Antiepileptic drugs

Positive psychotropic properties

Certain antiepileptic drugs (AEDs) have positive psychotropic properties, as listed on the table below. On the other hand, AEDs also can have negative psychotropic properties that produce a variety of psychiatric symptoms. Psychiatric adverse events thus can result from:

  • the discontinuation of an AED with positive psychotropic properties (in patients with a prior mood disorder that had been kept in remission with the AED)
  • the addition of an AED with negative psychotropic properties

AEDs with positive psychotropic properties*

 

Bipolar Disorder Social phobia Panic Psychosis(allows lower dose of antipsychotic)
Antimanic Antidepressant Prophylactic
CBZ LTG CBZ gabapentin VPA VPA
VPA VPA clonazepam
LTG

*Proven in double-blind, placebo-controlled studies.
CBZ = carbamazepine; LTG = lamotrigine; VPA = valproic acid

 

Psychiatric adverse events

The following table summarizes the types of psychiatric adverse events reported with the use of AEDs. It should be noted that an AED with positive psychotropic properties can still cause psychiatric adverse events.

 

Psychiatric adverse events related to AEDs
AED ADHD Behavior disorders Mood disorders Anxiety disorders Psychosis Forced normalization
Benzodiaze-
pines
+ + + - + -
Carba-
mazepine
- + + - - +
Ethosuximide - + + - + +
Felbamate - + + - - +
Gabapentin - + + - - -
Lamotrigine - + - + + -
Levetiracetam + + + - + +
Oxcarbazepine - - - - - -
Phenobarbital/
primidone
+ + + + + +
Phenytoin - + - - - +
Tiagabine - + + - - -
Topiramate + + + - + +
Valproic acid - + - - + +
Zonisamide - + + - - -

AED = antiepileptic drug; ADHD = attention deficit hyperactivity disorder.

It is important to investigate the psychiatric history of the patient and his or her family, as some AEDs can cause psychiatric adverse events specifically in patients with such risks. For example, phenobarbital has been found to cause symptoms of depression more often in patients with family history of this mood disorder.

Epilepsy surgery

Patients may be considered for temporal lobectomy if their seizures are medication-refractory, if their symptoms significantly interfere with the ability to lead a productive life, and if a resectable seizure focus is identified. Most patients who undergo the procedure have a substantial decrease in their seizures and many become seizure-free. Positive outcomes include increased productivity and an improvement in social functioning and cognition.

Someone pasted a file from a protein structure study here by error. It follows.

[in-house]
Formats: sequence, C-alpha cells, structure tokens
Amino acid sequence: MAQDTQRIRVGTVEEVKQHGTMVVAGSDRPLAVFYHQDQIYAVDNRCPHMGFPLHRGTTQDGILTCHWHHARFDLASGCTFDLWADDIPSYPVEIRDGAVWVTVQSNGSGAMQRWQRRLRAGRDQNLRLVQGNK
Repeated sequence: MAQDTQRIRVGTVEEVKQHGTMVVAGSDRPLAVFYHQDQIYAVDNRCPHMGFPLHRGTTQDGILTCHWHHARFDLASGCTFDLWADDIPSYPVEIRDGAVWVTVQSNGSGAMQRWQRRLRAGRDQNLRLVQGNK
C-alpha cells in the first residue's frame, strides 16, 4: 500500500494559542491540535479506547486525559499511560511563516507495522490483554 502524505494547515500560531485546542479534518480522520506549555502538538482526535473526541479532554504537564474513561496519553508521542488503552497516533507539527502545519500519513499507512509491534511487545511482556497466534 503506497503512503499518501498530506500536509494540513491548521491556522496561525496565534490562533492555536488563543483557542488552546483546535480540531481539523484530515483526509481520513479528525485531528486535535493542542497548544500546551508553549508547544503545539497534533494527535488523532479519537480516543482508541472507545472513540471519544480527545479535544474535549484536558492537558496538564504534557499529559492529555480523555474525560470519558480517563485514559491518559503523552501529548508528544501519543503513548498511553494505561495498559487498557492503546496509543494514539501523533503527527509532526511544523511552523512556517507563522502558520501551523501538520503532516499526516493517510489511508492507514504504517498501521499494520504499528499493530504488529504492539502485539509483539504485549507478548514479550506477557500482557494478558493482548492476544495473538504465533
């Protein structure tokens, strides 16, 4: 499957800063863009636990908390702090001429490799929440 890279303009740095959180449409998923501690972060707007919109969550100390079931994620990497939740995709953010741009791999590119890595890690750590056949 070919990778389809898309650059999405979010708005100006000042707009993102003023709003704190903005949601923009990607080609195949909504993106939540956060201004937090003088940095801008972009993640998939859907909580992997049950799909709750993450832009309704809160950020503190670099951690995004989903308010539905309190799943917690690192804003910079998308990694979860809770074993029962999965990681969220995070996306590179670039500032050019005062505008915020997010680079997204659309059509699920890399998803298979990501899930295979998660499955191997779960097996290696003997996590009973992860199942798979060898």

Psychiatric complications after temporal lobectomy have been identified, however. These can be divided into several categories:

  • symptoms of mood lability, dysphoria, and anxiety noted during the first 6 to 12 weeks after surgery - these symptoms tend to remit by the sixth month
  • de novo depressive disorders
  • de novo psychotic disorders
  • exacerbation or recurrence of depressive disorders that existed prior to surgery

Postsurgical depressive disorders can be seen in about 30% to 40% of patients who undergo a temporal lobectomy. Most are transient and remit spontaneously or with antidepressant medication.

De novo depressive disorders usually occur during the first 12 months after surgery and respond to antidepressant medication. It is important to recognize them, as some can be severe enough to cause suicide attempts. A timely and effective intervention may prevent such complications. These depressive episodes can occur both in patients who become seizure-free and in those with persistent seizures after surgery.

De novo psychotic episodes are relatively rare. They are more likely in patients who undergo temporal lobe resections that included certain types of benign tumors. Antipsychotic medications must be used.

Exacerbation or recurrence of prior depressive disorders requires the reintroduction of antidepressant medication or adjustment of the dose if the patient is already taking one.

Whether epilepsy surgery should be recommended to patients with a psychotic disorder has been controversial. I believe that surgery can be offered to these patients if they clearly understand the risks and potential benefits of the surgery and the nature of the presurgical evaluation, and can cooperate with all the tests. Recent reports, in fact, have shown that the management of the psychotic disorder can be greatly facilitated when seizures are under control after epilepsy surgery.

Interictal behavioral symptoms often do not change with surgery.

Vagus nerve stimulator (VNS)

The vagus nerve stimulator, approved for use in the United States in 1997, is a pacemaker-like device that sends electrical stimuli to the brain through the vagus nerve in the neck. Besides seizure control for some people with epilepsy, this device also has been found to have positive psychotropic properties:

  • antidepressant effect
  • antianxiety effect
  • shortening of the postictal period, facilitating the recovery from a seizure and preventing or limiting the duration of postictal psychiatric symptoms.

Adapted from: Holzer JC and Bear DM. Psychiatric considerations in patients with epilepsy. In: Schachter SC, Schomer DL, eds. The comprehensive evaluation and treatment of epilepsy. San Diego, CA: Academic Press; 1997. p. 131-148. With permission from Elsevier (www.elsevier.com).

Authored by: Jacob C. Holzer MD | David M. Bear MD
Reviewed by: Andres M. Kanner MD on 4/2004
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